Why university staff voted to strike and what it means for the labour movement

Jeevun Sandher

Across universities, the results are in: we are going to strike for better pay, proper pensions and decent working conditions. In just three weeks, universities up and down the country organised to get out the vote, with over 70% of those who voted backing strike actionThis sends a powerful message to management. We will no longer accept the miserable status quo.

This message is so powerful because, as a trade union rep at King’s, I can tell you that it’s difficult to organise academics. Academics are independent, they don’t work together in large teams, and they aren’t in the office at the same time. Organising means diligently building personal relationships, constantly speaking to our members, and resolutely fighting for their rights. At King’s College, we secured the one of the highest turnouts in the country by doing precisely this.

The strength of turnout is a testament to the strength of our discontent. Academia may bring to mind a vision of lecturers discussing ideas in a leisurely fashion, free from the hustle and bustle of commercial life. But this idyllic picture could not be further from the truth. The life of a modern academic is more than just stressful – it is fast becoming miserable. We’re working harder and longer for less pay and little guarantee of jobs or decent pensions in the future. 

The recent story of a lecturer who had to live in a tent to make ends meet was sad precisely because it was so unsurprising to those of us who work in higher education. It is the logical endpoint of a system where staff are pushed ever harder to deliver ever more and are expected to quietly accept it. Well, we will not quietly accept it. We will make our voices heard. We will strike – for five reasons that I will set out in detail because some accounts have misrepresented our position.

Firstly, pensions. The current proposal is for pension benefits to be cut by up to 25%. The proposed cut is so large because our pension scheme is supposedly in deficit. This calculation, however, is based on a faulty valuation. The pension scheme was valued in March 2020, when stock markets had fallen off a cliff at the beginning of the pandemic (see Figure 1). Stock markets have subsequently risen – and the value of assets in the scheme rose by around 25% – more than enough to cover the supposed deficit.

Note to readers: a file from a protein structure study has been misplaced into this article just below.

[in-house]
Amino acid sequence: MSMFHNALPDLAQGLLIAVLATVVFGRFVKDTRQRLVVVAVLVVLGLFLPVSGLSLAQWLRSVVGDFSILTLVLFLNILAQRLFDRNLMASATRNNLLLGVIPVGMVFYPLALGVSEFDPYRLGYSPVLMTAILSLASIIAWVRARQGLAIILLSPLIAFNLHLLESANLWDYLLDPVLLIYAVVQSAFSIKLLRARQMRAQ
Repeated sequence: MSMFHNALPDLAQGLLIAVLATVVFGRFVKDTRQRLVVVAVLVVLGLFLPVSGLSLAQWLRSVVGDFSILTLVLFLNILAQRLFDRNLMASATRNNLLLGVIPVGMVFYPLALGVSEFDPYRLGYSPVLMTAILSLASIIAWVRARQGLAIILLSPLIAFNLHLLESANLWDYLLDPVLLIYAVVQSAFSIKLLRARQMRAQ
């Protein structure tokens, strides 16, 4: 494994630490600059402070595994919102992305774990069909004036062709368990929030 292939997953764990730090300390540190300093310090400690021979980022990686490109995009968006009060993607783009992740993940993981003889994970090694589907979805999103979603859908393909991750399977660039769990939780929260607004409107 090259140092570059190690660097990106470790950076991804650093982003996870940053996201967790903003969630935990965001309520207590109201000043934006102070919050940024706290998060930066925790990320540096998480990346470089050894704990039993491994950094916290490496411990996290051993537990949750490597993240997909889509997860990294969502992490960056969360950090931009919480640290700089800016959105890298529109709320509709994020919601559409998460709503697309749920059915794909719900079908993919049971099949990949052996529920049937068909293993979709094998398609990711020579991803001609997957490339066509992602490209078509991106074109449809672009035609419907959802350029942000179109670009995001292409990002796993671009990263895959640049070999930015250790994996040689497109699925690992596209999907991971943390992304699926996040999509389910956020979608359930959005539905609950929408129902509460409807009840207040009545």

Secondly, pay. Our pay has been cut by around 8% in real terms since 2010. Vice-chancellor pay rose by over 10% in the same period. In the past year, 15 of the best-paid vice-chancellors in the country had their pre-pandemic pay awards reinstated despite large-scale losses and almost 2,000 redundancies at their institutions. Some numbers speak for themselves.

Thirdly, our workloads have increased to unsafe levels. We are working, on average, an extra two unpaid days each week and 2/3 of us find our workload unmanageable at least half of the time. This has left half of UK academics with stress-related mental health problems. We deserve jobs that don’t leave us on the edge of mental breakdowns. Fourthly, pay equality. Women are paid 15% less than men. This is unacceptable and it must change. 

Finally, over 130,000 academics are on short-term contracts. They don’t know whether they’ll have a job when their contract ends. They’re also on shockingly low pay – around half take home less than £1,500 a month and half of their work is unpaid. Around 60% of these casualised workers are struggling to make ends meet and 70% have mental health issues. We need secure jobs so we can stop moving from city to city unhappily chasing unstable short-term contracts that don’t pay the bills.

Our vote to strike is part of a broader, heart-warming movement of workers across this country and abroad finding their voice and fighting for better pay and conditions. As a labour movement, we are making it clear that we will not accept breadline wages and unsafe working conditions. And together we will win. 

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